**Significant risks and risk management:**

**Risk:** Inverted double pendulum simulation has insufficient numerical accuracy for NMPC

**Definition:** Since running the NMPC controller might require a higher numerical accuracy than simulating the dynamics of the inverted double pendulum system, the numerical accuracy of the system might be insufficient when NMPC is integrated into the symbolic simulation.

**Severity:** If the numerical accuracy is insufficient, the progress of the whole project would be *severely* jeopardized, because the system would likely not satisfy NR3 (accuracy).

**Resolution:** We will try to mitigate the risk by synthesizing a NMPC controller that has sufficient robustness against noise, because numerical inaccuracies can usually be seen as noise from the controller’s perspective.

**Changes to the existing design:**

There are no significant changes to the existing design as we’ve just started implementation.

**Changes to the project schedule:**

Similarly, there are no significant changes to the project schedule

**Additional Societal Impacts**

**Part A)**

Optimization is a powerful tool of representing real-world problems mathematically, and fast solvers, like the product we aim to deliver, make solving them easier.

**Health**

Optimization helps make healthcare more efficient and accessible. For example, finding the most efficient distribution of vaccines during a pandemic can be formulated as an optimization problem. Solving this problem quickly can enable more effective control of infectious diseases.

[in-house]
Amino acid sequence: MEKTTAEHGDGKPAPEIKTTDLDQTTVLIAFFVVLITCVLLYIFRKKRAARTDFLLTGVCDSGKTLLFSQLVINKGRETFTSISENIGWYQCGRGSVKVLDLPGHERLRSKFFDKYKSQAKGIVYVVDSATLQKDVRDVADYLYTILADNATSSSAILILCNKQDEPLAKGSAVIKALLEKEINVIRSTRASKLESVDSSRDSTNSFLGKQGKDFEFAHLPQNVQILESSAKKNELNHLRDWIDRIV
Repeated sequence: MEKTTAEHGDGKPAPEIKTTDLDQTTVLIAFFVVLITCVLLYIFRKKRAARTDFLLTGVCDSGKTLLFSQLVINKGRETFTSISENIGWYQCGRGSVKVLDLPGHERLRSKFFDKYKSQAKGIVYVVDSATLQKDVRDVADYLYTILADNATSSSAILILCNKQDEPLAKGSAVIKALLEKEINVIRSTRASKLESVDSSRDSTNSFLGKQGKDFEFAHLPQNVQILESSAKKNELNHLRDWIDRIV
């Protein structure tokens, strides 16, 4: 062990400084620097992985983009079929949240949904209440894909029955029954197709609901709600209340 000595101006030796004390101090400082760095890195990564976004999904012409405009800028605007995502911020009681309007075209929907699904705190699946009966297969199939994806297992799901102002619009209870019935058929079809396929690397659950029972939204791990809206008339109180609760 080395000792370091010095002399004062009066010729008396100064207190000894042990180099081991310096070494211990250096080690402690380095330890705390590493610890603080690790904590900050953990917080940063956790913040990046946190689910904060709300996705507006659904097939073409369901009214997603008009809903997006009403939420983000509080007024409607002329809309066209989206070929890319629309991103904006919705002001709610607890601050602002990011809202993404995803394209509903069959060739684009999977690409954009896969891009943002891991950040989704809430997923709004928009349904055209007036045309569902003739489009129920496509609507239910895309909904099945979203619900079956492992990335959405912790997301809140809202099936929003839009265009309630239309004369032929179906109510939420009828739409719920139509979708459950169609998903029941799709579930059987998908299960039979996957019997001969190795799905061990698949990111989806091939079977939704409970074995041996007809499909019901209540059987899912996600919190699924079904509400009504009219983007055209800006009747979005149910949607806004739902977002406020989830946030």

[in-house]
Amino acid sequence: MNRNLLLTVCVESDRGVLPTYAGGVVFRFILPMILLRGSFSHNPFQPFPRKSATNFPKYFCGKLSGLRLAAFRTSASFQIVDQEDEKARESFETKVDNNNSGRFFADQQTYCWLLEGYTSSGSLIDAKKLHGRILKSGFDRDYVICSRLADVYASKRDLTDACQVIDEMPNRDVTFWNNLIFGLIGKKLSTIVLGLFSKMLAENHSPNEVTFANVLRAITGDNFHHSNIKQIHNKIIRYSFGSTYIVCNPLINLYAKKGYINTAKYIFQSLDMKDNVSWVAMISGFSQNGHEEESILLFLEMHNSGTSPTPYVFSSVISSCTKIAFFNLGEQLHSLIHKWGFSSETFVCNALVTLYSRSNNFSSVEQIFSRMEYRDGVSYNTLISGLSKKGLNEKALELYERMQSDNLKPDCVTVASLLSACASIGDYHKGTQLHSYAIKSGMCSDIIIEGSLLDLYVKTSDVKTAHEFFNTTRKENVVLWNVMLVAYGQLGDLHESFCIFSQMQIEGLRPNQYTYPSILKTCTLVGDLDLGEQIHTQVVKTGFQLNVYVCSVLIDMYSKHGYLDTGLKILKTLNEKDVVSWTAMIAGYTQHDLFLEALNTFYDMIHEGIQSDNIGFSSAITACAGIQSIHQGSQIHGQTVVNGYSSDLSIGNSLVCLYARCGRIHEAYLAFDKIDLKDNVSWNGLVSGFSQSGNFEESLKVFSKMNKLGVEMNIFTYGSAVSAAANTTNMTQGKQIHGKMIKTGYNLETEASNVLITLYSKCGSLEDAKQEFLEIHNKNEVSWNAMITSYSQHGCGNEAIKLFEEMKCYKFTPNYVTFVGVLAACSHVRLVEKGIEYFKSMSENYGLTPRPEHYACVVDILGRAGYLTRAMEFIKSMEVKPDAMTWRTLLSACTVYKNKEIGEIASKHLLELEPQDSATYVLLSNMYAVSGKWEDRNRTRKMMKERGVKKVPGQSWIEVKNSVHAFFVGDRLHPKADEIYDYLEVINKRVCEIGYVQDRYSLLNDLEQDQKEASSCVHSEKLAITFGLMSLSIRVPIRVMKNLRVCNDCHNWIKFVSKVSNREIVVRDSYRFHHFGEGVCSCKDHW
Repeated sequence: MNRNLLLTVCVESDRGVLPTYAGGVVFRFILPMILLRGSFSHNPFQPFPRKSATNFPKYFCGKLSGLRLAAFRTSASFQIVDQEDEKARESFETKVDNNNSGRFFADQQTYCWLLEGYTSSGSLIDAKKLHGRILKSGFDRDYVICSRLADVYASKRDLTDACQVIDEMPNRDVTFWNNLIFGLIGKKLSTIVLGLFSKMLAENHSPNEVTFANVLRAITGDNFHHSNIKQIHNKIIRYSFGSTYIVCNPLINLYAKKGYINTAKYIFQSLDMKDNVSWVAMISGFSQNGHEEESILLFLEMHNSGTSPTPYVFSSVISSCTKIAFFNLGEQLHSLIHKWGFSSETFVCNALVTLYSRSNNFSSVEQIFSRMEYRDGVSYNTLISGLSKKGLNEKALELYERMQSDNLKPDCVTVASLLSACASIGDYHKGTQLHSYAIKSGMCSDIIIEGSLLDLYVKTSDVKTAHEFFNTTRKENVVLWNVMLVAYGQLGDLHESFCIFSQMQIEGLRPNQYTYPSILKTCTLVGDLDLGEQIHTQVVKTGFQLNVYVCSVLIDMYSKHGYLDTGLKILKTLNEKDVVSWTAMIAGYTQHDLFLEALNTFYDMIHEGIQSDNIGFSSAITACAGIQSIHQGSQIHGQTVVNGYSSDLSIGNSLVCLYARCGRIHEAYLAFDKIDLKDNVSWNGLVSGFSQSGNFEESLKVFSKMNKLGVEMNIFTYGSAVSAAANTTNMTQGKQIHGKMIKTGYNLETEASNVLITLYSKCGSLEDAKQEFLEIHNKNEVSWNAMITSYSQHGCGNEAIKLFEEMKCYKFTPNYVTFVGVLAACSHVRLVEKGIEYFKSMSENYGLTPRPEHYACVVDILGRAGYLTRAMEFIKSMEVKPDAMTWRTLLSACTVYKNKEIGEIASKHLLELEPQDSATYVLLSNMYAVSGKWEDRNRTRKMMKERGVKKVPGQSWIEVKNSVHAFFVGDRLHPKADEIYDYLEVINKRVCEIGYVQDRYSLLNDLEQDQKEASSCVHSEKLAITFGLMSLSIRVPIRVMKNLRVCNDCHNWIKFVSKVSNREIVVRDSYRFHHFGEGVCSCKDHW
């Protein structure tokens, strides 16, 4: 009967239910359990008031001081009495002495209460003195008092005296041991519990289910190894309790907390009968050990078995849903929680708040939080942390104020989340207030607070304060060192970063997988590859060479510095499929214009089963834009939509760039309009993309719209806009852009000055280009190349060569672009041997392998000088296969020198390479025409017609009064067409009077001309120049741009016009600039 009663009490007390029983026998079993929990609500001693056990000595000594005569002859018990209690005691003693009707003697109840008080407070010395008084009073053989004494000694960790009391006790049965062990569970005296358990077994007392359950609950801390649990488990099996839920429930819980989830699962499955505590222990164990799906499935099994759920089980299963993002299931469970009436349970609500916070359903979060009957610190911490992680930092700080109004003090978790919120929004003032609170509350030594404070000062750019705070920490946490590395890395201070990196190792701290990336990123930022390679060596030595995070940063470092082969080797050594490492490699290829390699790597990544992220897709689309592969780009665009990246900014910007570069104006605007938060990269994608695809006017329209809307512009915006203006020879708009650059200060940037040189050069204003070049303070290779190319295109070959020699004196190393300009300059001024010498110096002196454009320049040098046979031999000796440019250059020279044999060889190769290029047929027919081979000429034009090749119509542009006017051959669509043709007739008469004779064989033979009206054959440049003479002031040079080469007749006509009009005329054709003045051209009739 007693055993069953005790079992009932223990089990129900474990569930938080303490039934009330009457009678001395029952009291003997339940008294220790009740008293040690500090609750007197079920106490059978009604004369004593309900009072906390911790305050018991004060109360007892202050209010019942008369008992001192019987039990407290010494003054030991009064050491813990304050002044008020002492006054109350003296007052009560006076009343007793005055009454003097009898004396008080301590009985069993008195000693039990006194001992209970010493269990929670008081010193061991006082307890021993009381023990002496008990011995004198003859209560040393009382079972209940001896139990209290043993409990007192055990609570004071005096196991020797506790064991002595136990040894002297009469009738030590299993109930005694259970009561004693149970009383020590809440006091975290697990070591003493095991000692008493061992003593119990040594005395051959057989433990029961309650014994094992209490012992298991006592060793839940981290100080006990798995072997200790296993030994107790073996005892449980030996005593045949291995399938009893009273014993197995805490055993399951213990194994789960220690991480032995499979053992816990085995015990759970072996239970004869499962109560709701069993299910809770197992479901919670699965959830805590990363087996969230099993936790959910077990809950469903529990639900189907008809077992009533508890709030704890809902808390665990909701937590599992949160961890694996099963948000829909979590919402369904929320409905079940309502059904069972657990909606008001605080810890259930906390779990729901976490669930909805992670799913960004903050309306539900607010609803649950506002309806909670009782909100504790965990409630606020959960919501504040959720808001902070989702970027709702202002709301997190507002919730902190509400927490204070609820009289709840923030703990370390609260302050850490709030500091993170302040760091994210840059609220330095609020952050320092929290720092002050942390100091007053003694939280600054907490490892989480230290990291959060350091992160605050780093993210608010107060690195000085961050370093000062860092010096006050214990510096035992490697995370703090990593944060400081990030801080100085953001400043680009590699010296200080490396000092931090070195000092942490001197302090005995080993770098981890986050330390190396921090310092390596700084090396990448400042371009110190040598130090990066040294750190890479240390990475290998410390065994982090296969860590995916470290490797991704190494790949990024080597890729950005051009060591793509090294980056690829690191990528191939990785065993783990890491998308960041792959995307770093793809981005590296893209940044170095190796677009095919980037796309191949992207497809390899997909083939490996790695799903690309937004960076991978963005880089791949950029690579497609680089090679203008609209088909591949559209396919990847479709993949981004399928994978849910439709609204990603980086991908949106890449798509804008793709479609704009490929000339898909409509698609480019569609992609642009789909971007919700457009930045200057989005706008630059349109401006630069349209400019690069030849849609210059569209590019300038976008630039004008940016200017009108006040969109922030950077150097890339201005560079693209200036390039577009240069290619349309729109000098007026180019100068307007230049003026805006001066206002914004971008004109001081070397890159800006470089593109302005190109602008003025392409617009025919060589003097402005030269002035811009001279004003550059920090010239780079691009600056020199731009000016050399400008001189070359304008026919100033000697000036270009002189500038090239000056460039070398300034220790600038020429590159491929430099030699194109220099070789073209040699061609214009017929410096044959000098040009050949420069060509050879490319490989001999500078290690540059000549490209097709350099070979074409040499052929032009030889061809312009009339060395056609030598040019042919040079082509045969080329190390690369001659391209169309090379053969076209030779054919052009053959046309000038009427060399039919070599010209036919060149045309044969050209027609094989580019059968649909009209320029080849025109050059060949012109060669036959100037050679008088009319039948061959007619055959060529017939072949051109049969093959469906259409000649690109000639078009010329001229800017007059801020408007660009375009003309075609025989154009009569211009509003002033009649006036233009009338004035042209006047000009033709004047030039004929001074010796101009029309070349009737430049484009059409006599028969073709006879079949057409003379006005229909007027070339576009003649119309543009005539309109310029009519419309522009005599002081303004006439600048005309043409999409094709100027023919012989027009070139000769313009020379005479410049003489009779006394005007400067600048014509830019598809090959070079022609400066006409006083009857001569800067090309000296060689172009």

**Safety**

Optimization helps make vehicles safer to operate. Vehicle control with safety guarantees is a classic application of model predictive control (MPC), which is an optimization problem. Our solver has the potential of solving MPC problems in real-time, which can make vehicle control strategies with stronger safety guarantees practical.

**Welfare**

Optimization helps distribute scarce resources efficiently. Logistics is another classic application of optimization, which is critical for fulfilling everyday needs, especially during periods of hardship. Solving these problems efficiently ensures that goods and services are delivered where they are most needed.

**Part B)**

Our analog SQP solver has potentially wide societal implications. This comes from the fact that SQP solvers are used to solve nonlinear optimization problems, which is general class of problems with extensive use cases and applications, spanning from computer science to machine learning to biology and medicine(examples can be found in https://neos-guide.org/case-studies/). Because of the breadth of possible applications, our product solution can potentially affect a large group of people.

In particular for social groups, solving optimization problems can help make management in large organizations more efficient. One example is in the supply chain industry, where creating a supply chain strategy that operates across multiple regions can be formulated into an optimization problem.

**Part C)**

Our applications in analog optimization have significant implications in terms of the related economic factors. Specifically, this is because each of the systems relating to the production, distribution, and consumption of goods and services are areas that can be optimized to be more efficient, which leads to savings in terms of time and money. Furthermore, optimization enhances the general productivity of our society by making production procedures faster, cleaner, safer, and more efficient. As a result, a productive society leads to more sustainable development and more safer environment.

*In the team report, A was written by Thomas Liao, B was written by Alvin Zou and C was written by Andrew Chong.